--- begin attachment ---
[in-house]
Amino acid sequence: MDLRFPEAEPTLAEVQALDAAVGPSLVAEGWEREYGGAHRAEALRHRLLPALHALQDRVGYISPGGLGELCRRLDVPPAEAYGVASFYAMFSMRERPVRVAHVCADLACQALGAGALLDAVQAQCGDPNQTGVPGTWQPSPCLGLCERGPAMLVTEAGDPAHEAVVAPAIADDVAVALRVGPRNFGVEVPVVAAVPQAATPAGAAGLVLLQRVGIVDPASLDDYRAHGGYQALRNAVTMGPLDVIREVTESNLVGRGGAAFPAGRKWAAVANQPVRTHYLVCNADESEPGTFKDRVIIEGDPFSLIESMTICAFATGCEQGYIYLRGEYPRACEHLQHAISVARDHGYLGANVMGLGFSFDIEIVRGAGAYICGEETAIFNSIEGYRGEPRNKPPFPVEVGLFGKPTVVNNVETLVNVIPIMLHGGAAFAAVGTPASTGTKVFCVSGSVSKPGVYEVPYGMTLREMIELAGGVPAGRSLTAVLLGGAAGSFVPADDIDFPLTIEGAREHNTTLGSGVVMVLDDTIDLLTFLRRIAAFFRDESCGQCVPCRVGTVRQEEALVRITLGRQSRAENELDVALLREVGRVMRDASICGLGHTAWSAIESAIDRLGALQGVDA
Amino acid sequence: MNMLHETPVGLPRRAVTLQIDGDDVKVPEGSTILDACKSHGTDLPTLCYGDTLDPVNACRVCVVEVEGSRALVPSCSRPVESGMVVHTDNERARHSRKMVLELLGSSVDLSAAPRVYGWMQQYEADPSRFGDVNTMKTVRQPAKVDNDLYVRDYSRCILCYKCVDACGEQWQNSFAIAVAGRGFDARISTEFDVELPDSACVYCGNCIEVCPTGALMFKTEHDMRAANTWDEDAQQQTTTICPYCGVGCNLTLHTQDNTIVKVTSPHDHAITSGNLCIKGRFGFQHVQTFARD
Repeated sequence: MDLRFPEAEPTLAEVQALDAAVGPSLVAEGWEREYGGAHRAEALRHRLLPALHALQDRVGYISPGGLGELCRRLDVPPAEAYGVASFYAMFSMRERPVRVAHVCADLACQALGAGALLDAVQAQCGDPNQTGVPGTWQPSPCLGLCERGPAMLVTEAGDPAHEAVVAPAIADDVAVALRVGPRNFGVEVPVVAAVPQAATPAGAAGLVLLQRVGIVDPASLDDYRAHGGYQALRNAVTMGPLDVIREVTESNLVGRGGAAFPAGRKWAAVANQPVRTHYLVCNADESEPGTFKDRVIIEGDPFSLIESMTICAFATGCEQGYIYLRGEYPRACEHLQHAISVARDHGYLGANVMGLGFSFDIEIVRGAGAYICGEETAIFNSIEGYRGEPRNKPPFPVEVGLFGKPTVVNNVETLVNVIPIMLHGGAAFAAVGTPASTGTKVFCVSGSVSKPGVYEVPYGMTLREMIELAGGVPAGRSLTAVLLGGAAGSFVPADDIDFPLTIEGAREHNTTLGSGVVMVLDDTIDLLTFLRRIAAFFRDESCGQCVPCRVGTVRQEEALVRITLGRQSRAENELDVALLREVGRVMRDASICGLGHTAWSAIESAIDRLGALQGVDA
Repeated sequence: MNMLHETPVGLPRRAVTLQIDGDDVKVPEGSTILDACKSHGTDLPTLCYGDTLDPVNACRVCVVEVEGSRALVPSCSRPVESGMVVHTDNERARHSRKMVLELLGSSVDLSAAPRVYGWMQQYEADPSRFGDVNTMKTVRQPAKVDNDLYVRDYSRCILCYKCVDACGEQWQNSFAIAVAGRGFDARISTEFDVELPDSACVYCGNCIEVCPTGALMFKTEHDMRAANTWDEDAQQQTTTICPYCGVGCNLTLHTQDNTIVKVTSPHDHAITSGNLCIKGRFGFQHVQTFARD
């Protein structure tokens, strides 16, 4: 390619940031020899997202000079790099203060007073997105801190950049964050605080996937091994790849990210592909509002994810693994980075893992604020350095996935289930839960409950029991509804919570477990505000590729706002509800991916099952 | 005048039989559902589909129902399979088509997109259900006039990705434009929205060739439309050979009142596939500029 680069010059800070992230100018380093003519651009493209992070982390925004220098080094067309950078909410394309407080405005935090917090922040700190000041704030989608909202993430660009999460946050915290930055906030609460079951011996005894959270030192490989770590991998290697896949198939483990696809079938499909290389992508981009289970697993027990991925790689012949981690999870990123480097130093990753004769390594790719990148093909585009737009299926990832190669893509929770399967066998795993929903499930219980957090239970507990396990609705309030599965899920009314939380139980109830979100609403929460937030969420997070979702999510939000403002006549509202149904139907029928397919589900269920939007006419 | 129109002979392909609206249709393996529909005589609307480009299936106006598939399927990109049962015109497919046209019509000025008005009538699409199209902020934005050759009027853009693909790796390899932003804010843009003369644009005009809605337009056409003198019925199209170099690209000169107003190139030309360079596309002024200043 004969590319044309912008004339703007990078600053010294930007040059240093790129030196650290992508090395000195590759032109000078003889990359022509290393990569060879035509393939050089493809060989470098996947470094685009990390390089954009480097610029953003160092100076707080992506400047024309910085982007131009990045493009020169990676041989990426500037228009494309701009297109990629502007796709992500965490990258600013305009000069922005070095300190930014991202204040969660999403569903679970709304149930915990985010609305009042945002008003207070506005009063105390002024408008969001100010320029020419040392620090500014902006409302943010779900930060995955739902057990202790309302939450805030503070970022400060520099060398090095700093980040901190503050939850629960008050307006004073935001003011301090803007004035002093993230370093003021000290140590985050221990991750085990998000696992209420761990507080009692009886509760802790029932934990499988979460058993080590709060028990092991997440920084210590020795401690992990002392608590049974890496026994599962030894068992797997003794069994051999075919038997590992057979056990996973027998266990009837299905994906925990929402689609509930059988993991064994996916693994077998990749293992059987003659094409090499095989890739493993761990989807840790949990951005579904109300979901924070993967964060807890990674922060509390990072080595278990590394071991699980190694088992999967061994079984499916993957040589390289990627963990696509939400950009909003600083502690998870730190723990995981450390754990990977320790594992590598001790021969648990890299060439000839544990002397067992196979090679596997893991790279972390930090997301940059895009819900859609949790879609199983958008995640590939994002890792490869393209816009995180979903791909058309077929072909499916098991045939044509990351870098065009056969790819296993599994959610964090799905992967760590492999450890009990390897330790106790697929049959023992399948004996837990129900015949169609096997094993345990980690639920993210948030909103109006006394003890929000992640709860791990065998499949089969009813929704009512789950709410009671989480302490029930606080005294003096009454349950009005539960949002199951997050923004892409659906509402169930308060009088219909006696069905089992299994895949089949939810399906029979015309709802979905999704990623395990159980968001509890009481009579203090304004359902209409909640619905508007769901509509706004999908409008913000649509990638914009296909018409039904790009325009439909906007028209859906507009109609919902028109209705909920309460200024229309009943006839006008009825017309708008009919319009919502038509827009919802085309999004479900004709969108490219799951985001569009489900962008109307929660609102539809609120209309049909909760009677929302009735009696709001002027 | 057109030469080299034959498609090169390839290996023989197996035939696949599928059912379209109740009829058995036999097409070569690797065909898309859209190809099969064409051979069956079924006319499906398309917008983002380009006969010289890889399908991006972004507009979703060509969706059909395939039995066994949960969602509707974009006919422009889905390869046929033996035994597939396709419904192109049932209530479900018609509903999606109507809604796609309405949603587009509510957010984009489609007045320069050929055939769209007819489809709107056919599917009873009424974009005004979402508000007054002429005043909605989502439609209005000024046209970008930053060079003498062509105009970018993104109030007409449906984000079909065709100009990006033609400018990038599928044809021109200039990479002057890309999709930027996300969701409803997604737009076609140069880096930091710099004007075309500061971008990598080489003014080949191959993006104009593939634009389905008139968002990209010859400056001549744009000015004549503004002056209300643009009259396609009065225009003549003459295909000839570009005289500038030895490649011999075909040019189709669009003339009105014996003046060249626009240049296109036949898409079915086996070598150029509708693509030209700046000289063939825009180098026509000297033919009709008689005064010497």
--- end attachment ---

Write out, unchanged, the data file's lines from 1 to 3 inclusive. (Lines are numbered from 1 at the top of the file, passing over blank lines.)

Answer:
[in-house]
Amino acid sequence: MDLRFPEAEPTLAEVQALDAAVGPSLVAEGWEREYGGAHRAEALRHRLLPALHALQDRVGYISPGGLGELCRRLDVPPAEAYGVASFYAMFSMRERPVRVAHVCADLACQALGAGALLDAVQAQCGDPNQTGVPGTWQPSPCLGLCERGPAMLVTEAGDPAHEAVVAPAIADDVAVALRVGPRNFGVEVPVVAAVPQAATPAGAAGLVLLQRVGIVDPASLDDYRAHGGYQALRNAVTMGPLDVIREVTESNLVGRGGAAFPAGRKWAAVANQPVRTHYLVCNADESEPGTFKDRVIIEGDPFSLIESMTICAFATGCEQGYIYLRGEYPRACEHLQHAISVARDHGYLGANVMGLGFSFDIEIVRGAGAYICGEETAIFNSIEGYRGEPRNKPPFPVEVGLFGKPTVVNNVETLVNVIPIMLHGGAAFAAVGTPASTGTKVFCVSGSVSKPGVYEVPYGMTLREMIELAGGVPAGRSLTAVLLGGAAGSFVPADDIDFPLTIEGAREHNTTLGSGVVMVLDDTIDLLTFLRRIAAFFRDESCGQCVPCRVGTVRQEEALVRITLGRQSRAENELDVALLREVGRVMRDASICGLGHTAWSAIESAIDRLGALQGVDA
Amino acid sequence: MNMLHETPVGLPRRAVTLQIDGDDVKVPEGSTILDACKSHGTDLPTLCYGDTLDPVNACRVCVVEVEGSRALVPSCSRPVESGMVVHTDNERARHSRKMVLELLGSSVDLSAAPRVYGWMQQYEADPSRFGDVNTMKTVRQPAKVDNDLYVRDYSRCILCYKCVDACGEQWQNSFAIAVAGRGFDARISTEFDVELPDSACVYCGNCIEVCPTGALMFKTEHDMRAANTWDEDAQQQTTTICPYCGVGCNLTLHTQDNTIVKVTSPHDHAITSGNLCIKGRFGFQHVQTFARD